In September 2005, Governor Arnold Schwarzenegger vetoed a same-sex marriage bill which had passed in the Senate and the Assembly, reasoning that the bill would wrongfully reverse the March 2000 ballot initiative declaring that marriage can only be between a man and a woman. The former governor vetoed another same-sex marriage bill in October 2007, reasoning that the courts would need to rule on the legality of Proposition 22.
Supreme Court Ruling 2008
Thereafter, the California Supreme Court, in a 2008 landmark decision known as In re Marriage Cases, held that the right to marry is fundamental, that the right extends not just to opposite-sex couples but to any couples, and that bans on same-sex marriage were unconstitutional. Prior to this decision, the state of California did not recognize same-sex marriages; rather, it only permitted same-sex couples to enter into domestic partnerships in accordance with the 2003 Act. The Supreme Court’s decision took effect in California on June 19, 2008, when the court ordered state agencies to comply with its terms.
The effect of Marriage Cases was temporary, as on November 5, 2008, a voter initiative known as Proposition 8 passed. The proposition amended the California constitution to preclude same-sex couples from marrying. In a subsequent ruling, the California Supreme Court upheld the passage of Proposition 8 but further held that those same-sex marriages entered into between June 19, 2008, and November 4, 2008, remained valid.
Proponents of same-sex marriage mounted several legal challenges to Proposition 8. These challenges resulted in a federal district court overturning the proposition on the basis that it deprived same-sex couples of their fundamental right to marry and violated the equal protection clause of the federal constitution by irrationally restricting marriage to opposite-sex couples. The proponents of Proposition 8 requested, and the United States Supreme Court granted, review of the district court opinion. The appeal was ultimately dismissed as the proponents of Proposition 8 were not injured by the district court’s opinion.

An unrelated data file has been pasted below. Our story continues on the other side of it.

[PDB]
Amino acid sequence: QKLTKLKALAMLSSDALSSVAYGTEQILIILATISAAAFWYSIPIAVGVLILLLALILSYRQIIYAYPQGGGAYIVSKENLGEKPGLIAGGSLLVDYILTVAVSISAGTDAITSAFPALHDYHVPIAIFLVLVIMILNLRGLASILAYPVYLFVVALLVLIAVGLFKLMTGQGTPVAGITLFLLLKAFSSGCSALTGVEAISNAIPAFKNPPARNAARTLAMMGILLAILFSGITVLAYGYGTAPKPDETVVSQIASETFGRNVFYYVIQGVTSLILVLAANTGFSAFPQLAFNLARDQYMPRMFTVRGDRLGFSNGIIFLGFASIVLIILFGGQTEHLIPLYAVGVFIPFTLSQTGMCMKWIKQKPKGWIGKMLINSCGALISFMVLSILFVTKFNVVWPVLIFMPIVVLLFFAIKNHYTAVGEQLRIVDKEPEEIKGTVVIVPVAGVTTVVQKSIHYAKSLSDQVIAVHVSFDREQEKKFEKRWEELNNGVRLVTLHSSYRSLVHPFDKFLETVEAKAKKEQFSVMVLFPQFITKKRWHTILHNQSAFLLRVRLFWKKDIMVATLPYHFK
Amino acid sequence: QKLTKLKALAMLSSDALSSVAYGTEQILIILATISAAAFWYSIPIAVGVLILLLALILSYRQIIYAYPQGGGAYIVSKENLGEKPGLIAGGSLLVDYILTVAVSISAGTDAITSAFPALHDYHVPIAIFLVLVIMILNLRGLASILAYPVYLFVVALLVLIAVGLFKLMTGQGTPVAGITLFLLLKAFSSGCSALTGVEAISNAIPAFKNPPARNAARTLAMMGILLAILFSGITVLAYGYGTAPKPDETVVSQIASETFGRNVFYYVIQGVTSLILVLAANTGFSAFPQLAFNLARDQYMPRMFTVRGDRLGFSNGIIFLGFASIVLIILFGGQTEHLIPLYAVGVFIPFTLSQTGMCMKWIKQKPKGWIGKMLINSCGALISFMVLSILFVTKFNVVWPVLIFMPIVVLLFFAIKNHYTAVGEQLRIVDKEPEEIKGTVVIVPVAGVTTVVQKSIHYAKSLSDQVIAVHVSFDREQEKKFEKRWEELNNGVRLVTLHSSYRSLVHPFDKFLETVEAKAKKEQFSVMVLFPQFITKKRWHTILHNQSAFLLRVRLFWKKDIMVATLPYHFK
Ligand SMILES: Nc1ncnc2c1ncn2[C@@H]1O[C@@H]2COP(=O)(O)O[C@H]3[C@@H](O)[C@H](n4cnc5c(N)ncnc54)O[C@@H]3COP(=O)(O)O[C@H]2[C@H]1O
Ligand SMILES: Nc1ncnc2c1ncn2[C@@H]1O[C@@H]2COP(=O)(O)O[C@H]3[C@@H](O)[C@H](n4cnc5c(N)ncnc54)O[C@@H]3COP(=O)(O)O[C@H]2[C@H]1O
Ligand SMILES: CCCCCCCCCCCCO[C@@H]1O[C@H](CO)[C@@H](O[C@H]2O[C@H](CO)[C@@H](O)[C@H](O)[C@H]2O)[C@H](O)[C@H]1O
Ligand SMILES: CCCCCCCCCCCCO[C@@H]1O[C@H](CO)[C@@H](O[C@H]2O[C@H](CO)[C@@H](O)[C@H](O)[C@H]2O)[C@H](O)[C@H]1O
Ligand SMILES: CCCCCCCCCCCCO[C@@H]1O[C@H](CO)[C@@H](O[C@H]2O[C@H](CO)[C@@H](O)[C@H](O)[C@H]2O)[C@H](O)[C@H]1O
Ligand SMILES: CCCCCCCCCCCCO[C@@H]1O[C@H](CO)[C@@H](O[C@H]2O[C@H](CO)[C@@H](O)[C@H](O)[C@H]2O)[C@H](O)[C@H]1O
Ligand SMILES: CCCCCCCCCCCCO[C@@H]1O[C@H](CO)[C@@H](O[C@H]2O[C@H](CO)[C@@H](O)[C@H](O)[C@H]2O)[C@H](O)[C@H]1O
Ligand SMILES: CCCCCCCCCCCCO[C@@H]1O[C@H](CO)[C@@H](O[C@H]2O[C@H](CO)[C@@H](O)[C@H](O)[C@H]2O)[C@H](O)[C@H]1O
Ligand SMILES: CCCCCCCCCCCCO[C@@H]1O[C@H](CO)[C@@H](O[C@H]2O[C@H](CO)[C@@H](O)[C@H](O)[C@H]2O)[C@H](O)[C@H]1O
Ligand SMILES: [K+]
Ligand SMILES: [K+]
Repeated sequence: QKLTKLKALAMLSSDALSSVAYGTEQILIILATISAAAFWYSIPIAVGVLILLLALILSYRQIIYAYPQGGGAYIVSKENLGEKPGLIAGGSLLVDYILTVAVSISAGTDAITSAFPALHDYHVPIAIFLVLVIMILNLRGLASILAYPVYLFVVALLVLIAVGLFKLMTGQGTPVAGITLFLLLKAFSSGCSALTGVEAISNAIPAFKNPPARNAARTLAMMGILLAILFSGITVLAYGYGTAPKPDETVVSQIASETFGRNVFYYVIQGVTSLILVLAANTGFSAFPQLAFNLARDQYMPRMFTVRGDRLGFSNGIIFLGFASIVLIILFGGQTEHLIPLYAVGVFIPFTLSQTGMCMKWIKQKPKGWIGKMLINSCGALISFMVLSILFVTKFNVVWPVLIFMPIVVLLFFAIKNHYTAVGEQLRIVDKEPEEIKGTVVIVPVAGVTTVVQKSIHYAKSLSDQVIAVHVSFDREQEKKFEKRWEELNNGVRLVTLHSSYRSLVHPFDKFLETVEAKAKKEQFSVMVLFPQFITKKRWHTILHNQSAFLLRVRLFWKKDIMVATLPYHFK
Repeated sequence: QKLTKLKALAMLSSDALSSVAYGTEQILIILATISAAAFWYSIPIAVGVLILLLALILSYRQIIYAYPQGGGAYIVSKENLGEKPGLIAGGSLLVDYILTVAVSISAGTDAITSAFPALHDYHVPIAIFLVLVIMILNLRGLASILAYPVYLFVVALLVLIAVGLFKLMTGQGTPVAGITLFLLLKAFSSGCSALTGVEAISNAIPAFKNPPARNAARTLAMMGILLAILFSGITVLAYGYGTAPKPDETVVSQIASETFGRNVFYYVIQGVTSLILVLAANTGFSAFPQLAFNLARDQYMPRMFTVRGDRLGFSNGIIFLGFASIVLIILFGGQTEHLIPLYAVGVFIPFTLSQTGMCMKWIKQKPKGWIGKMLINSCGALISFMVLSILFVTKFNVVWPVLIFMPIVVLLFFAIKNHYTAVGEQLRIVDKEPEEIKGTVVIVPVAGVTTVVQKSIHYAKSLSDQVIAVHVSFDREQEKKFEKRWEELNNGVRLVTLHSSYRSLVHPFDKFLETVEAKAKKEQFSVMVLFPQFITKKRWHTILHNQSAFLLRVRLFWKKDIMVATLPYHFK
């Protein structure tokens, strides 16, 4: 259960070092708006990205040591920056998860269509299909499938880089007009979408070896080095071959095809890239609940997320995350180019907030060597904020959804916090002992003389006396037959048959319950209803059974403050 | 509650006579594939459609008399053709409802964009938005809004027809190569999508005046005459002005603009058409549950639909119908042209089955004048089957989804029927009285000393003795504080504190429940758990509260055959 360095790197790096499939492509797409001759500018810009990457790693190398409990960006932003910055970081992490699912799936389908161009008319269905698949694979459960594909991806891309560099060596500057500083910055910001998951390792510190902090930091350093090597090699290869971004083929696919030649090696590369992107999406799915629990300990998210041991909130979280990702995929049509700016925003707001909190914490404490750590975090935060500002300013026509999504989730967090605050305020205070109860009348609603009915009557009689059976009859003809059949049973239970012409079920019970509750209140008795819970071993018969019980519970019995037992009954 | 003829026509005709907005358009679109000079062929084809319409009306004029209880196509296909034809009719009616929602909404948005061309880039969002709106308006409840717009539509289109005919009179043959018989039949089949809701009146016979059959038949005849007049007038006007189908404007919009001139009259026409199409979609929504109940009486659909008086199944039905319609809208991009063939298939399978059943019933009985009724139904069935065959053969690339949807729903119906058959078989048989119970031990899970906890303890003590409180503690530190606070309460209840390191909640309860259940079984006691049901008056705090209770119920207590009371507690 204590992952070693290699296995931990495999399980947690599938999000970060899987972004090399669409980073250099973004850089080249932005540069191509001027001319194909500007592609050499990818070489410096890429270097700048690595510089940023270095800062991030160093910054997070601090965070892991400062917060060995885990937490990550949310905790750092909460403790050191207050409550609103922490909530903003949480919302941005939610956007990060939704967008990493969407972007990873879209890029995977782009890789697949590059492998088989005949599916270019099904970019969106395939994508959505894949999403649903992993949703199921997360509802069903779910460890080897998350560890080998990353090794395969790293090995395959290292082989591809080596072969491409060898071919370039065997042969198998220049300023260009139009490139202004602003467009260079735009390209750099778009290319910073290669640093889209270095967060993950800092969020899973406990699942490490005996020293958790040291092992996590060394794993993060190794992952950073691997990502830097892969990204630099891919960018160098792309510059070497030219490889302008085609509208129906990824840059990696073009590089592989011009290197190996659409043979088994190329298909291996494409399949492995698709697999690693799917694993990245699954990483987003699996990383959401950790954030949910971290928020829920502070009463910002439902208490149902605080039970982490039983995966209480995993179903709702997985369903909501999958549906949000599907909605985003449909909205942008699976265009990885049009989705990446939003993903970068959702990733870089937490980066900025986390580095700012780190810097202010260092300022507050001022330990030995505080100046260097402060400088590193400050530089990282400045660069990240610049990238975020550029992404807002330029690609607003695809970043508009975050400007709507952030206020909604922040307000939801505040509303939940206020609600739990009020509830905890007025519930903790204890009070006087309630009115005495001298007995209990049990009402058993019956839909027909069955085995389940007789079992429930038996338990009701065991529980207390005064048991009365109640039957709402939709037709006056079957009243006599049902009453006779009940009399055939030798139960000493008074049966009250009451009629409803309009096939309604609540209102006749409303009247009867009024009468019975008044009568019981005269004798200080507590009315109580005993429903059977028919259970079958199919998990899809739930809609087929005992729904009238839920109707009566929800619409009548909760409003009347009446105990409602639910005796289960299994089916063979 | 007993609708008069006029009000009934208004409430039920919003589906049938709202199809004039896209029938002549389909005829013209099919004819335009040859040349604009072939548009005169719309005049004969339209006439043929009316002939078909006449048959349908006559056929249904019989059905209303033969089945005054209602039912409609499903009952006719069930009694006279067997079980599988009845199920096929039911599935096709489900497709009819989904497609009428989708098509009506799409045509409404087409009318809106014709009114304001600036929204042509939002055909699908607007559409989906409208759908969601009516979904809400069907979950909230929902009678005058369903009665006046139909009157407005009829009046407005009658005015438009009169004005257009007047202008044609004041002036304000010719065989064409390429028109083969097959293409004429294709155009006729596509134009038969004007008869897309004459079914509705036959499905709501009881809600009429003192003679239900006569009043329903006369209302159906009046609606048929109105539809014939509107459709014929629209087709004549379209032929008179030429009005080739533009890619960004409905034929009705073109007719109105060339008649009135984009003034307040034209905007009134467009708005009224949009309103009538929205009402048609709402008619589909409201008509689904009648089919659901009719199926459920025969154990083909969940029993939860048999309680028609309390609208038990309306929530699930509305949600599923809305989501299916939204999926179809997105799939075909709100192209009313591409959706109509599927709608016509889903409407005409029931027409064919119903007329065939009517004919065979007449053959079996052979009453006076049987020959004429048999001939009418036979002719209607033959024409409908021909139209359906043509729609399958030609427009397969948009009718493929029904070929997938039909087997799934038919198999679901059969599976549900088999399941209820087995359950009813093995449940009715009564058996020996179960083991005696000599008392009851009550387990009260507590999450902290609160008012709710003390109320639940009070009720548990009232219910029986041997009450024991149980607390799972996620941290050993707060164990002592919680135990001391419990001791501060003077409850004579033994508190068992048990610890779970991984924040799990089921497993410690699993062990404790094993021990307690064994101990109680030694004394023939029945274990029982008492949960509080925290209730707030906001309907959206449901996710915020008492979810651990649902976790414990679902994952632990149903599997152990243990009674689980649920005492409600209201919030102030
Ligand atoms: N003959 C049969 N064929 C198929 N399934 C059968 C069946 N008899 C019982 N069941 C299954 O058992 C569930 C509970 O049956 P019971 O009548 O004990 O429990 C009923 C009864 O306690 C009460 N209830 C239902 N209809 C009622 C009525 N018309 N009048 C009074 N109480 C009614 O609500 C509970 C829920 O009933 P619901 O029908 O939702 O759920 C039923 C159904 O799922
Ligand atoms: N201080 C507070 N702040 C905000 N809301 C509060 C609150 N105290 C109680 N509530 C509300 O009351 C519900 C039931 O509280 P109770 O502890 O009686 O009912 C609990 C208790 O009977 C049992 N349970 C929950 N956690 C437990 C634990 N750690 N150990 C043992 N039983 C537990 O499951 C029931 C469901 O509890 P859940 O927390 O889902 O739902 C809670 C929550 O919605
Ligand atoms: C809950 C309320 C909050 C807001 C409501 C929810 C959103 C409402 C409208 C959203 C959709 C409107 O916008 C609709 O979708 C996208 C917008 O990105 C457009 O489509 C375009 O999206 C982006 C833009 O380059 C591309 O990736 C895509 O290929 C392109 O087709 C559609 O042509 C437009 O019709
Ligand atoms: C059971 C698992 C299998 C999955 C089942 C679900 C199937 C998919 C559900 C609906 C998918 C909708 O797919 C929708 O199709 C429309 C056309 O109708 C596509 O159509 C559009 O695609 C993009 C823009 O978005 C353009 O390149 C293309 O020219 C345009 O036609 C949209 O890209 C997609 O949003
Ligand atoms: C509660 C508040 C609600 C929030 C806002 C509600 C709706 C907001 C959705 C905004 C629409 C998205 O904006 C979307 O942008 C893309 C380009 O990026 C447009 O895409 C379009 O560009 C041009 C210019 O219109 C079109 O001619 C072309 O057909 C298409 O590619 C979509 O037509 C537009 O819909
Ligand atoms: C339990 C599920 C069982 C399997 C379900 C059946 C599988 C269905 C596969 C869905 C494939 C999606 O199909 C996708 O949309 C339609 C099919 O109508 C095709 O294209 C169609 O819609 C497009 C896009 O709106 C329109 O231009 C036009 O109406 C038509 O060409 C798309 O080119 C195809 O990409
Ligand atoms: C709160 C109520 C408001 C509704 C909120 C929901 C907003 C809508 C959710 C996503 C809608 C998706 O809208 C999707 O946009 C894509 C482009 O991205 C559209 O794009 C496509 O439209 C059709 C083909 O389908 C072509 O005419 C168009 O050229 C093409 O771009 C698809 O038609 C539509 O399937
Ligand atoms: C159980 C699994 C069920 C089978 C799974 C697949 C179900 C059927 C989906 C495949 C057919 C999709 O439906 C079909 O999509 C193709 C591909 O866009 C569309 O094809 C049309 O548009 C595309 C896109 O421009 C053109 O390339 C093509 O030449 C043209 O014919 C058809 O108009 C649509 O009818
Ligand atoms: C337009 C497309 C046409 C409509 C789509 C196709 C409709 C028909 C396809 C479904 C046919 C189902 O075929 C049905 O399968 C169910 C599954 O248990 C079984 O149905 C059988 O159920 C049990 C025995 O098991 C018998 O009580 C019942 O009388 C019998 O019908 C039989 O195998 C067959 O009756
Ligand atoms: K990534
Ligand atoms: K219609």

On June 28, 2013, the Ninth Circuit lifted its stay of the federal district opinion holding that Proposition 8 was unconstitutional, and the state of California directed all county clerks to resume issuing marriage certificates to same-sex couples.
Also in June 2013, the United States Supreme Court held that the provisions of the federal Defense of Marriage Act which restricted same-sex couples from enjoying the federal benefits of marriage were unconstitutional.
Obergefell v. Hodge
On June 26, 2015, in a landmark decision, Obergefell v. Hodges, the United States Supreme Court ruled that the Constitution guarantees a right to same-sex marriage striking down marriage bans in the remaining 13 states that continued to discriminate and opened the freedom to marry to same-sex couples nationwide. Since the Supreme Court’s decision in Obergefell, same-sex spouses have the same rights and benefits as legally married opposite-sex couples, including tax relief, emergency medical decision-making power, access to divorce laws, spousal benefits, inheritance rights, and spousal testimonial privilege.